Within this context, numerous societal and scientific challenges are embedded. In this symposium, we explore physical and socio-economic changes in peri-urban areas in light of a changing farming context.

  • The role of food production in peri-urban landscapes. What is the role of traditional agricultural production and new modes of food production and food alliances between urban and rural partners in a dynamic and competitive environment?
  • Farming a way into the (conservation of the) future landscape (farmland preservation strategies)
  • Approaches to deal with farm buildings which lose their original function and become redundant for the agricultural sector
  • Are we witnessing a diversification of agriculture or greening of urban activities?

The symposium consists of two sessions:

A) New relations between peri-urban and urban areas concerning food production
B) New roles for farms, farmers and farm-owners in peri-urban areas.

We intend to make the symposium as engaging and participative as possible and we will involve the participants in the discussion of the symposium topics. Each session will therefore begin with a brief outline of the main topic to encourage symposia participants to reflect on their own experience with peri-urban issues. At the end of each session, time will be devoted to a discussion of key issues raised by the presentations. During these discussions, participants will have the possibility to contribute with their own experiences from different national and local contexts.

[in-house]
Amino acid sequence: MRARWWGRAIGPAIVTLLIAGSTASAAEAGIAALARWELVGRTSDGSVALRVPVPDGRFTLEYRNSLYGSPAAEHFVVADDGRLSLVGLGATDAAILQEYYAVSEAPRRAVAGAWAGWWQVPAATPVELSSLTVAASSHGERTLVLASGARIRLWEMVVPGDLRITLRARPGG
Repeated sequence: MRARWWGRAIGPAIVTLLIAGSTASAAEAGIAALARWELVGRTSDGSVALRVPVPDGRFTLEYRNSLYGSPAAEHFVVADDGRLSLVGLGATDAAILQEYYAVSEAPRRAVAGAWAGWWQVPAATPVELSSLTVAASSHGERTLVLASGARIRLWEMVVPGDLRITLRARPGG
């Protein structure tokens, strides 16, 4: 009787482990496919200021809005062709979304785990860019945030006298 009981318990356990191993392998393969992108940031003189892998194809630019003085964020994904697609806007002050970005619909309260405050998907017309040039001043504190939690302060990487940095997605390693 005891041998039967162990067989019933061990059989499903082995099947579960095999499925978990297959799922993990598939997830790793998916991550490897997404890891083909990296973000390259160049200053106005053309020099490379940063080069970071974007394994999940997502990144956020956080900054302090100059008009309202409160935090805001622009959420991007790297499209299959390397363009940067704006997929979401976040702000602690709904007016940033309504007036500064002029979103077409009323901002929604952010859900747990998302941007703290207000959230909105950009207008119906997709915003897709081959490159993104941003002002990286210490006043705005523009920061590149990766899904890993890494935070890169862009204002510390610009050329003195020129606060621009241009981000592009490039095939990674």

Guiding themes for the discussion at the end of each session are:

  • Looking for differences and similarities/generalizations in contexts between the cases, including functions, structures, drivers, regulations and actors in peri-urban landscapes.
  • Definition of peri-urban. Peri-urban areas differ widely between countries. We ask you to reflect on how definitions and understandings of peri-urban landscapes vary and how this influences our understanding of drivers, challenges and planning needs.

In addition, for each session, further questions are: